BziBee and Alison 's Blog


Discussion about the Hampton Roads Bank Crisis

Bank crisis another one on the horizon. Title insurance might not be issued on some of these homes. Buyers Lenders are looking to see a 60 year search done. On many of theses homes to ensure a clear title. Where is the breakdown? When the trustee takes the home at the courthouse steps they don't always finish the process. Here are a few steps that should happen after the foreclosure. Certificate of foreclosure will be issued with the results of the sale and notarized . Then the foreclosure deed is typed out. The new deed for the house goes back to the bank or the investor who bought it at auction.  If the attorney did not prepare all the proper documents and have it recorded properly the new deed might be rejected and not recorded. This makes the process slow down and the deed still shows the original owner. In the interim the home may get listed and sold but at closing the new title company finds the deed was not transferred properly. The big issues may arise when the bank did not get the deed and certificate done quick enough more liens and debt might be against the home. If the buyer files bankruptcy but the deed never was recorded the original seller is still listed as the owner ?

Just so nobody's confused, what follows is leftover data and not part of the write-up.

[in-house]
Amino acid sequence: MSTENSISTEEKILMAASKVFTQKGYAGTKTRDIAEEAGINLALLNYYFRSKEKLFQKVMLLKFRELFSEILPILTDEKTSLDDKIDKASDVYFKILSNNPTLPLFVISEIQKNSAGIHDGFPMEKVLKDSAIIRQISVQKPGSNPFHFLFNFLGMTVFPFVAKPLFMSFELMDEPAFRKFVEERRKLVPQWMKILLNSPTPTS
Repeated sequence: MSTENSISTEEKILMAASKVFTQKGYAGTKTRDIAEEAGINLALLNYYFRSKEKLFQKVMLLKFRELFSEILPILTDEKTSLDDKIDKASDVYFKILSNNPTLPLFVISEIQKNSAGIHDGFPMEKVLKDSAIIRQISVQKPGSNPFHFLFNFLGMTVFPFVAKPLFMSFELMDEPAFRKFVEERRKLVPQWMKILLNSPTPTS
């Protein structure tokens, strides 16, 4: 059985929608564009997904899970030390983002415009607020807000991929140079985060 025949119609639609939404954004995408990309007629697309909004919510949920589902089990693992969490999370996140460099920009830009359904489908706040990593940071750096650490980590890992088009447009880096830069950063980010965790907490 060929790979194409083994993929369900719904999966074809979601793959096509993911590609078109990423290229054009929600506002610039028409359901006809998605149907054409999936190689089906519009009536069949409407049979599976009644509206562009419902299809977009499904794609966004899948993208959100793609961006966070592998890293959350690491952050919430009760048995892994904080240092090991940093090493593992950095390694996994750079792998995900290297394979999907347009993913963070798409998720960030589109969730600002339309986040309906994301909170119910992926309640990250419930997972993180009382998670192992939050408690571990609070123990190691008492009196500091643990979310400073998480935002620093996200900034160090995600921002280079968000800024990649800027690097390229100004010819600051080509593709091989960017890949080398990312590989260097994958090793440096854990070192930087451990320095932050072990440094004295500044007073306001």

Alison Creamer, Realtor, ABR, CDPE
Direct 757.652.8880
Licensed to sell Real Estate in Virginia
Keller Williams Realty
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Sell Hampton Roads Homes



Comment balloon 1 commentAlison Creamer • October 13 2010 11:51AM


Some of the problems you describe have existed (at least potentially) for a long time, though exacerbated by the processing and handling of deeds since about 2004. There's also a problem with regular so-called "equity sales" in the past few years. Those deeds weren't handled properly, either. Everyone's starting to notice the flaws in the foreclosed properties because, in some cases, the former owners are contesting the foreclosures. But those same flaws--forged signatures, and so on--exist in the basic title work of many homes not in foreclosure. Problem is: When the owners want to sell, those flaws may appear and make the sale impossible.

And when those owners look to their title companies, they're likely to be disappointed. It's likely that many title companies will go out of business as a result of the foreclosure meltdown. Even if they don't, it's likely that some legislation will be passed that, in an attempt to protect the title companies against liability from these flawed transactions, will also protect the title companies against legitimate claims from owners.

This is a mess that's going to get far worse, and to stick around for years to come.

Posted by Donald Tepper, DC area investor helping heirs of inherited homes (Long and Foster) over 9 years ago